The operator of the state's electricity grid says Texas should have enough power to deal with extreme demands until 2011. That's two years more leeway than the Electric Reliability Council of Texas predicted in May, when it said the state's energy supply would become uncomfortably tight by 2009. The council says power plants coming online in 2009 and 2010 allowed it to extend the prediction. The new outlook accounts for planned power plants, including three coal plants being built by Energy Future Holdings, formerly named TXU Corporation. ERCOT says it strives to maintain a 12.5 percent reserve margin--or the amount of excess capacity available to ensure reliability during extreme temperatures and unexpected major outages.
A federal judge in Manhattan has awarded Bank of America $347.3 million in damages in a case against an American Electric Power unit over agreements involving Enron. U.S. District Judge Thomas Griesa says Bank of America had dealt with Enron on a secured basis and has a right to recover its security interest. The interest involved 55 billion cubic feet of natural gas in a facility Ohio-based AEP obtained when it bought a business from Enron in 2001. The plaintiffs in the case included two former AEP subsidiaries--Houston Pipe Line and HPL Resources.
Attorneys for victims of the 2005 BP Texas City explosion have filed papers in a Galveston court protesting the company's plea bargain calling for a $50 million fine. In late October, BP agreed to plead guilty to a felony violation of the federal Clean Air Act, pay the $50 million fine and serve three years probation for the blast that killed 15 people. The lawyers want a criminal fine of $1 billion or more. U.S. District Judge Lee Rosenthal postponed the company's plea hearing to February 4th. The U.S. Attorney's office in Houston will file its response next month. BP is spending $1 billion to overhaul the plant, and has spent $1.6 billion settling civil claims. Hundreds more claims remain outstanding.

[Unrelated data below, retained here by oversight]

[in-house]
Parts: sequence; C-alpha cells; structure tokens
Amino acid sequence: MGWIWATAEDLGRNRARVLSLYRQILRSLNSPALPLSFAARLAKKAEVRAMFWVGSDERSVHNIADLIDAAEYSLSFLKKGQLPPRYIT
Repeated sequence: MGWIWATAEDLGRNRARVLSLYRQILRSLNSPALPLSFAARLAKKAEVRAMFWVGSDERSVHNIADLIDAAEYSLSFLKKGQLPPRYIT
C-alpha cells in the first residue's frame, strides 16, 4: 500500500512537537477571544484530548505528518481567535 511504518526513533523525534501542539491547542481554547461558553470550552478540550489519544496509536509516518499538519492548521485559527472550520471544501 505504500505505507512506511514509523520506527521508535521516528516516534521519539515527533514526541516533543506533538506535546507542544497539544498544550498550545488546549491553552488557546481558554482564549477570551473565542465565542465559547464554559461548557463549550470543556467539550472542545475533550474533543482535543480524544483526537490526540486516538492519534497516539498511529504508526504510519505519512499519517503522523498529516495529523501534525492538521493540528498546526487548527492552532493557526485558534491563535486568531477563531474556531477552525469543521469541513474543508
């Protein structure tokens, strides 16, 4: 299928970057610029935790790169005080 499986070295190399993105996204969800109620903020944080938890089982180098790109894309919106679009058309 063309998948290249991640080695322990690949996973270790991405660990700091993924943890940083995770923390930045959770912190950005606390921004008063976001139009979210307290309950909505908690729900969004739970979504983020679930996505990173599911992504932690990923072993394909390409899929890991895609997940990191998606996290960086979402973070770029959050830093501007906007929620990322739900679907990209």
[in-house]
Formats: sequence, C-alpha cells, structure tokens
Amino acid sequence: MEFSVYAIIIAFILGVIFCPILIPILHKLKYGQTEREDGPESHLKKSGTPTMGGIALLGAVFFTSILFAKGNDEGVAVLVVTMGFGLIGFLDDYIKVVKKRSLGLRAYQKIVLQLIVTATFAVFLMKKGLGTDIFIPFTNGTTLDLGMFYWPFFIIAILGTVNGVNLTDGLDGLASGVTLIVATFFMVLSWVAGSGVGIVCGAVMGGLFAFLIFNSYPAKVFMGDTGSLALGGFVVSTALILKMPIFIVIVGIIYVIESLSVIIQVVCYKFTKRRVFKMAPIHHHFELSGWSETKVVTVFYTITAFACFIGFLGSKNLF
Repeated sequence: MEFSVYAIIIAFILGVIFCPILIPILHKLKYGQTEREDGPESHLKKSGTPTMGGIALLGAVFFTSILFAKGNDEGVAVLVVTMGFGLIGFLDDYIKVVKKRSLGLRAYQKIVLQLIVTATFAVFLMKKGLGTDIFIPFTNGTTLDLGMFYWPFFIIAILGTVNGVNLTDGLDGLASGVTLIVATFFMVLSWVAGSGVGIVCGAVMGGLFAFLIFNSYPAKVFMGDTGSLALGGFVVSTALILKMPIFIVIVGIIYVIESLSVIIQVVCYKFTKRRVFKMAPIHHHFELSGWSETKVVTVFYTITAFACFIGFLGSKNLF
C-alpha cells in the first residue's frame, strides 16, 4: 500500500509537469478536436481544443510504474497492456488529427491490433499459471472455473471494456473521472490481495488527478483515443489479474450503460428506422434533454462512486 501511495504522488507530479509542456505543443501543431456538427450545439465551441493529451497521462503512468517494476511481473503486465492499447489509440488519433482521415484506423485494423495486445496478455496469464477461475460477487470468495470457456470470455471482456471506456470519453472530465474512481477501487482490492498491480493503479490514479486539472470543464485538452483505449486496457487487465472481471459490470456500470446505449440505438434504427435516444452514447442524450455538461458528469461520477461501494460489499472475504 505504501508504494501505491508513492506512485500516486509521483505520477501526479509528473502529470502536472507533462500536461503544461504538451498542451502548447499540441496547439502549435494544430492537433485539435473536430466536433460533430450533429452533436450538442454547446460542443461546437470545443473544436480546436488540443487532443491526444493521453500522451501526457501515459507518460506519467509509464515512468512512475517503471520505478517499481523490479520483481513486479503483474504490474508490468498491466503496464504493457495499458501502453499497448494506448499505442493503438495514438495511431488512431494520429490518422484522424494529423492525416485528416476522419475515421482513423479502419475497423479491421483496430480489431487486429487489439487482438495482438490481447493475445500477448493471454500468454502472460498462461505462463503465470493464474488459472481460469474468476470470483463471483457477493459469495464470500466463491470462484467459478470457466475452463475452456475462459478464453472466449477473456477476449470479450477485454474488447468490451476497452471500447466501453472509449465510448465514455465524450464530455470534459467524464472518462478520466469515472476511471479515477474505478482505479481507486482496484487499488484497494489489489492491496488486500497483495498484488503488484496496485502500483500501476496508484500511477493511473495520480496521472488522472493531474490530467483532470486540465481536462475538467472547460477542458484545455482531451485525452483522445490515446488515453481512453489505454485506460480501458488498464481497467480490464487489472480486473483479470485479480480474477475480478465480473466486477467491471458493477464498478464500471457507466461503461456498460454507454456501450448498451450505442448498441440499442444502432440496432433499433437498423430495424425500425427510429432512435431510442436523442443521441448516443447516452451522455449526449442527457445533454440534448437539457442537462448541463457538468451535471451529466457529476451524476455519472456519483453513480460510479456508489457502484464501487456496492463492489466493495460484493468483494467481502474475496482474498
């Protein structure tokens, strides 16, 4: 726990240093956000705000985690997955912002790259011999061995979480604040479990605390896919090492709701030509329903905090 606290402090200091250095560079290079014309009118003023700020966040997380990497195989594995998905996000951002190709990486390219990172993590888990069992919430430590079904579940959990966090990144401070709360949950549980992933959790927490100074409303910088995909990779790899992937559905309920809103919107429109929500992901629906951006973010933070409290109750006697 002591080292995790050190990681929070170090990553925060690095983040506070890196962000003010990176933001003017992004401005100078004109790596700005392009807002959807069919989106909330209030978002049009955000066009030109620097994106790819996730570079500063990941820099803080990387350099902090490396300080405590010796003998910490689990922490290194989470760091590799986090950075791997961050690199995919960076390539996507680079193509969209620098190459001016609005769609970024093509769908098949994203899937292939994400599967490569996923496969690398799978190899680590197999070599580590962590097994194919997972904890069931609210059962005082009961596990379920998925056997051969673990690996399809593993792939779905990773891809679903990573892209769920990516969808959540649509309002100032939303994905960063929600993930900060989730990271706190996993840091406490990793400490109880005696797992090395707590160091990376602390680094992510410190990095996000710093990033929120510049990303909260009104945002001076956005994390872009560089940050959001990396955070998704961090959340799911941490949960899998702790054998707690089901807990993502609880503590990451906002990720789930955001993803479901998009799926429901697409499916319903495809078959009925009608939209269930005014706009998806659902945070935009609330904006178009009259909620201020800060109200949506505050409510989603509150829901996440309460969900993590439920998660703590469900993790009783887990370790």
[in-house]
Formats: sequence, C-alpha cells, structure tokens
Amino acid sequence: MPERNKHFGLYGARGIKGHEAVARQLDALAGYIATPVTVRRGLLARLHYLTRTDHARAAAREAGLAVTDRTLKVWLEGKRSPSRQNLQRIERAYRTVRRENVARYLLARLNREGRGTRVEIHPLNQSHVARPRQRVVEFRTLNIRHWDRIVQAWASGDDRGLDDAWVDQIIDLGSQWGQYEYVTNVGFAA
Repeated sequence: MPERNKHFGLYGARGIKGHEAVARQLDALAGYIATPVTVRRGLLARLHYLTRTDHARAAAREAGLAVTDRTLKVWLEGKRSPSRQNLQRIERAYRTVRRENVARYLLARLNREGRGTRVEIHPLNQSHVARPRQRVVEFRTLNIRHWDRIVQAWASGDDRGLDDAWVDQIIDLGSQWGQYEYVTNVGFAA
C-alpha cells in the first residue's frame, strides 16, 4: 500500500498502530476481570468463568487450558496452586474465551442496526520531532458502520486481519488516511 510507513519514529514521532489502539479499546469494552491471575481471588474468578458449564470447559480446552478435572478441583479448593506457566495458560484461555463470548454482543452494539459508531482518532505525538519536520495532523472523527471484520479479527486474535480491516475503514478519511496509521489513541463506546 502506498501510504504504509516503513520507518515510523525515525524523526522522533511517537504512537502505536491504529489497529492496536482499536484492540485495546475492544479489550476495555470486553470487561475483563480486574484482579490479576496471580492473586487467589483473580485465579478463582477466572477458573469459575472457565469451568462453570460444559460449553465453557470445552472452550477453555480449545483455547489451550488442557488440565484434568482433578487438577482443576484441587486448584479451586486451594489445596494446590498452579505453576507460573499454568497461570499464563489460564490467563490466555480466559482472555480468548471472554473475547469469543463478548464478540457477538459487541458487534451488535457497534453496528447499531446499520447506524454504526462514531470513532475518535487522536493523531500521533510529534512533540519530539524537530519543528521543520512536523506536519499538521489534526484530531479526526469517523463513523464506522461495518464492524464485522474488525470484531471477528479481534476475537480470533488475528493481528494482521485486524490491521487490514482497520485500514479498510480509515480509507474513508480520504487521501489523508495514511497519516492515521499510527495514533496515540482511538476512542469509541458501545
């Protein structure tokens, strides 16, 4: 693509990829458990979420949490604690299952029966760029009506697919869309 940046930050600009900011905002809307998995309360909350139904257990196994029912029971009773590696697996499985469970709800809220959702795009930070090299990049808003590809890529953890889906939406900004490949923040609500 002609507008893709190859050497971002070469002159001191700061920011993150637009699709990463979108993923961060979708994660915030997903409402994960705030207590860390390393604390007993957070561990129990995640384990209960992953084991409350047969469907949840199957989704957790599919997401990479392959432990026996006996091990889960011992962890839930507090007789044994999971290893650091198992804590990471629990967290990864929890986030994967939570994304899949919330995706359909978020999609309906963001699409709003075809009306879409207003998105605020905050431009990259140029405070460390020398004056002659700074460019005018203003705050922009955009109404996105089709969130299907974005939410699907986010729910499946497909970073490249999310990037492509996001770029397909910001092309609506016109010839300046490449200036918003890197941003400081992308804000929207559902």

The Pentagon has awarded a $458.1 million deal to Sealy-based BAE Systems' Stewart & Stevenson Tactical Vehicles division for 668 vehicles. It's part of a combined $2.66 billion deal to four manufacturers to build and deliver more than 3,000 bomb-resistant armored vehicles for U.S. soldiers in Iraq. U.S. Senator John Cornyn of Texas, a member of the Armed Services Committee, praised the more than 2,000 workers at the Sealy plant for "continuing to play a critical role in protecting military men and women." The new vehicles will be delivered between June and July 2008.
The House has sent President Bush a bill that protects taxpayers from the alternative minimum tax. The measure freezes its growth for a year. The tax was created in 1969 to make sure that a small group of very rich people were not able to avoid paying taxes. But it was never adjusted for inflation. Without the fix, the number of taxpayers hit this year could have grown from four million to 25 million. The president had threatened to veto earlier versions that paid for the fix--estimated to cost $50 billion--by closing some tax loopholes. The White House argued that the alternative minimum tax shouldn't be fixed with increased taxes. There is a down side. The IRS says it will now have to reprogram its computers and that could delay tax refund checks.